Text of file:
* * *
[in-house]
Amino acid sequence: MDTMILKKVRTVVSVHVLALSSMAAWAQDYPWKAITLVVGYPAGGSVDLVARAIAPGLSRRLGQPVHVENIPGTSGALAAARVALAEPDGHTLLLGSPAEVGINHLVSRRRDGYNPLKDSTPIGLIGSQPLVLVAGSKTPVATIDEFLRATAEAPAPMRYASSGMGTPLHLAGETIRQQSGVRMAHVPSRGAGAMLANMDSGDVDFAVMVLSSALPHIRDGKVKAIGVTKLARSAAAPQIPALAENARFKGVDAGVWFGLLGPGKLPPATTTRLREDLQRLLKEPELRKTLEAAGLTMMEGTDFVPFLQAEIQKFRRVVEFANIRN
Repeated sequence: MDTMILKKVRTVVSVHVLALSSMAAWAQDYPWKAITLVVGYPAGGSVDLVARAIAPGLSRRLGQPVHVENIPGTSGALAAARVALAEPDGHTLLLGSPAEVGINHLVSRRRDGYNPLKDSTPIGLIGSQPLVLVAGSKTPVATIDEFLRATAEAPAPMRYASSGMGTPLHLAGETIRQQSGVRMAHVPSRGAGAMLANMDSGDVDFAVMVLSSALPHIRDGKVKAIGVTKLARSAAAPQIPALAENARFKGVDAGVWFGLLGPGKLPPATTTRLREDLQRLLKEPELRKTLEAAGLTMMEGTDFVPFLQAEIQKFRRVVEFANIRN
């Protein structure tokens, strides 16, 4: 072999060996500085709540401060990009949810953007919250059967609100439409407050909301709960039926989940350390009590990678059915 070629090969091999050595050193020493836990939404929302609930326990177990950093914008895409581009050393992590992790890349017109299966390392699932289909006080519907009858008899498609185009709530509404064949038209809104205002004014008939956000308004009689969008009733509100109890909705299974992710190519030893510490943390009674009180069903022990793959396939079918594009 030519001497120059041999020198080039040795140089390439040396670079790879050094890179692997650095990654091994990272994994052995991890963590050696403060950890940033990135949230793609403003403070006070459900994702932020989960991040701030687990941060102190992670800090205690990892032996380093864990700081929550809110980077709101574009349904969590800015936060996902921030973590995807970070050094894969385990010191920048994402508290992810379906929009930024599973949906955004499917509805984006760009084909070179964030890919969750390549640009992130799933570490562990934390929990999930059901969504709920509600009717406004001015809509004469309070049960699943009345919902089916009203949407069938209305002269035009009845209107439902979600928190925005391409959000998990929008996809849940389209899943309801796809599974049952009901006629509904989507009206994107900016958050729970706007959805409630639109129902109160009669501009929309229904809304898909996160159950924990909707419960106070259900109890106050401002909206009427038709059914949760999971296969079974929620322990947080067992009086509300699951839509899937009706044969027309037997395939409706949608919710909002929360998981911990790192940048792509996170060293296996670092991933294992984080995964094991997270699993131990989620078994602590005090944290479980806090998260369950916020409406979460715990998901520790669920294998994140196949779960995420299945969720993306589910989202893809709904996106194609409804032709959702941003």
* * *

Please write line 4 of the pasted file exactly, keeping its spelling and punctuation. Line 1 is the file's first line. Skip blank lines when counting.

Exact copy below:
């Protein structure tokens, strides 16, 4: 072999060996500085709540401060990009949810953007919250059967609100439409407050909301709960039926989940350390009590990678059915 070629090969091999050595050193020493836990939404929302609930326990177990950093914008895409581009050393992590992790890349017109299966390392699932289909006080519907009858008899498609185009709530509404064949038209809104205002004014008939956000308004009689969008009733509100109890909705299974992710190519030893510490943390009674009180069903022990793959396939079918594009 030519001497120059041999020198080039040795140089390439040396670079790879050094890179692997650095990654091994990272994994052995991890963590050696403060950890940033990135949230793609403003403070006070459900994702932020989960991040701030687990941060102190992670800090205690990892032996380093864990700081929550809110980077709101574009349904969590800015936060996902921030973590995807970070050094894969385990010191920048994402508290992810379906929009930024599973949906955004499917509805984006760009084909070179964030890919969750390549640009992130799933570490562990934390929990999930059901969504709920509600009717406004001015809509004469309070049960699943009345919902089916009203949407069938209305002269035009009845209107439902979600928190925005391409959000998990929008996809849940389209899943309801796809599974049952009901006629509904989507009206994107900016958050729970706007959805409630639109129902109160009669501009929309229904809304898909996160159950924990909707419960106070259900109890106050401002909206009427038709059914949760999971296969079974929620322990947080067992009086509300699951839509899937009706044969027309037997395939409706949608919710909002929360998981911990790192940048792509996170060293296996670092991933294992984080995964094991997270699993131990989620078994602590005090944290479980806090998260369950916020409406979460715990998901520790669920294998994140196949779960995420299945969720993306589910989202893809709904996106194609409804032709959702941003």